A pet retailer is urging local businesses and residents to work together to protect the future of independent shops in a Northumberland town.
Caroline O’Neill, who runs pet supplier Mannings of Alnwick, is concerned about the potential effects of the increasing number of chain stores that are aiming to set up shop in the market town.
She took over the store in 2014 after 22 years in the RAF, taking on a part-time member of staff within six months.
Caroline spoke out in light of national chain Pets At Home building a store on a site adjacent to Sainsbury’s, across the road from Mannings.
She has also lodged an objection to an application by Stephen Abbotts LLP, on behalf of WCF (West Cumberland Farmers) Ltd, which specialises in rural retailing and distribution, for a vacant industrial unit on the Sawmill Industrial Estate, highlighting the previous impact of large firms on small traders.
The plans, to change the building’s use to allow the stock and sale of a range of pet, footwear, equestrian, smallholder, gardening and wild-bird products as well as a new lighting column, fencing, pedestrian access path, car parking and external alterations, are recommended for approval at next Tuesday’s meeting of Northumberland County Council’s strategic planning committee.
Mannings of Alnwick has been established for a quarter-of-a-century and has built up a strong reputation for customer service.
Originally opened by Roger Manning as an agricultural merchant, the shop’s next owner diversified into pet supplies and Caroline has continued to grow this part of the business.
She said: “Mannings of Alnwick is a mainstay in the town.
“A big part of that is the personal touch – we know our customers, the names of their pets and we’re happy to carry your bags out to the car or order in specialist products or products that we do not normally stock.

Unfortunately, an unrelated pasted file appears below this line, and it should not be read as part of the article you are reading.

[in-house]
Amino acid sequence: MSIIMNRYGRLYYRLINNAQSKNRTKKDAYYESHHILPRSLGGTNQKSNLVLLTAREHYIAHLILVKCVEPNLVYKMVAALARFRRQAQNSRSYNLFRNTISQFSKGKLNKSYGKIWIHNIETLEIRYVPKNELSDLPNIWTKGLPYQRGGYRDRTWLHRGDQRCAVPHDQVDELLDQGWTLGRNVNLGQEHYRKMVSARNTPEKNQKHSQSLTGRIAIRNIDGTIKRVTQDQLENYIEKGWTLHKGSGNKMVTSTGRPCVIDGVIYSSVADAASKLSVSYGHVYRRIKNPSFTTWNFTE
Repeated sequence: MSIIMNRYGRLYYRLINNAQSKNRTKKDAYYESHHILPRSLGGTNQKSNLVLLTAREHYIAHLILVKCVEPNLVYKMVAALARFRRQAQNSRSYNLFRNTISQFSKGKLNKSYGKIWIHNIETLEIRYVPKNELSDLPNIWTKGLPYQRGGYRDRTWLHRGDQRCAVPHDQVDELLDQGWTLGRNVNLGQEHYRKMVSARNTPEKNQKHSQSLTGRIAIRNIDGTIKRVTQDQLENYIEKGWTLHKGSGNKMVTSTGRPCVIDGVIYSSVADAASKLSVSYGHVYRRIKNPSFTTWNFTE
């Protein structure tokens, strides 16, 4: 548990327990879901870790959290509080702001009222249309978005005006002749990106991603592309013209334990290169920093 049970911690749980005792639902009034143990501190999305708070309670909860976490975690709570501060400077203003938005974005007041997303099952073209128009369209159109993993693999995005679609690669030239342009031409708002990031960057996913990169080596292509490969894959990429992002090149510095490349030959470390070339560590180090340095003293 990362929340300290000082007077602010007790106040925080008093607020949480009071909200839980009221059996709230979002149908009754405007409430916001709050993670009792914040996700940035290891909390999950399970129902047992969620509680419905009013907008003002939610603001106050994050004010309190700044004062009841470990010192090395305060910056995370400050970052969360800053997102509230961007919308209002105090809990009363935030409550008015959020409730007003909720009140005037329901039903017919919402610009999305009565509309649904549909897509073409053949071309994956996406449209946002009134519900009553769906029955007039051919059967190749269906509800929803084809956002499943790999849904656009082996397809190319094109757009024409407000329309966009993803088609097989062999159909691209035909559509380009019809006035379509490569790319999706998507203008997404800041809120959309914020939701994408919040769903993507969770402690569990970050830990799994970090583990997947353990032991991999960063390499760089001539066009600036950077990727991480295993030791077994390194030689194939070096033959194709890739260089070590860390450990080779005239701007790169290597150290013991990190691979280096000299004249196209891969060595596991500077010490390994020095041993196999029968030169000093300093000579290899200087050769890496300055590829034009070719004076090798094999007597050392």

“It’s all about old-fashioned personal service, which only independent businesses that aren’t part of a faceless chain can supply.”
Caroline is urging traders and residents to come together to fight off the threat of national chain stores and multi-nationals.
She is concerned they will change the face of the traditional market town, which is well-known for its independent businesses and the variety of goods and services they can provide.
Caroline said: “Alnwick has a lot to offer and local people and visitors want to see different, independent shops, know the owner and have that personal relationship with them.
“People come for more than just pet supplies, they come for a friendly chat and maybe a little advice with someone else that lives in, knows and loves the town as much as they do.
“We need to pool our resources and stand firm together to keep the identity of Alnwick as a place where people go because of its unique shops.
“I’d like to ask and encourage our customers, who enjoy our shop and customer service, to write to the council and put their objections to these huge shops coming into the town. We need to protect our heritage and support our local businesses.”